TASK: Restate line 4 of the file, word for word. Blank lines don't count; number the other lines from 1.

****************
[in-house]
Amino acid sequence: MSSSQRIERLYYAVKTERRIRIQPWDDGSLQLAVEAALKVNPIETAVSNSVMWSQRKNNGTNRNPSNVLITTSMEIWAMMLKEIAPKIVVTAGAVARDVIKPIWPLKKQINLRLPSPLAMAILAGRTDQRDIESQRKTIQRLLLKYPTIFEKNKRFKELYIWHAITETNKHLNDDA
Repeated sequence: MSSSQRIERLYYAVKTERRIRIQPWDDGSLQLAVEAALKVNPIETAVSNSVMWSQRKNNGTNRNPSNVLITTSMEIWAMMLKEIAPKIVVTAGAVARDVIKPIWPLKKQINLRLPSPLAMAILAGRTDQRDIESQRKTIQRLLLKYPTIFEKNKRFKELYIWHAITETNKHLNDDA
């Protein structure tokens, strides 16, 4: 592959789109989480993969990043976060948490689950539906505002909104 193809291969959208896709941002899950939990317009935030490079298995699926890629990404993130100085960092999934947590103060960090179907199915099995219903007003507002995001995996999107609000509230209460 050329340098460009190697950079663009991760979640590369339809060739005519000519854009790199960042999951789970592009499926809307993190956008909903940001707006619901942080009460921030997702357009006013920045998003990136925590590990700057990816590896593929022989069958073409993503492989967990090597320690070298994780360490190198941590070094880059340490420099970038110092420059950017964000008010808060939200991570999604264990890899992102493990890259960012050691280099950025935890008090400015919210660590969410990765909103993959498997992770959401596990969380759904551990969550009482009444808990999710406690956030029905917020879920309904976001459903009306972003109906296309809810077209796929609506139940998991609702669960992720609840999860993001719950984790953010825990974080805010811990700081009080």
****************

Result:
């Protein structure tokens, strides 16, 4: 592959789109989480993969990043976060948490689950539906505002909104 193809291969959208896709941002899950939990317009935030490079298995699926890629990404993130100085960092999934947590103060960090179907199915099995219903007003507002995001995996999107609000509230209460 050329340098460009190697950079663009991760979640590369339809060739005519000519854009790199960042999951789970592009499926809307993190956008909903940001707006619901942080009460921030997702357009006013920045998003990136925590590990700057990816590896593929022989069958073409993503492989967990090597320690070298994780360490190198941590070094880059340490420099970038110092420059950017964000008010808060939200991570999604264990890899992102493990890259960012050691280099950025935890008090400015919210660590969410990765909103993959498997992770959401596990969380759904551990969550009482009444808990999710406690956030029905917020879920309904976001459903009306972003109906296309809810077209796929609506139940998991609702669960992720609840999860993001719950984790953010825990974080805010811990700081009080």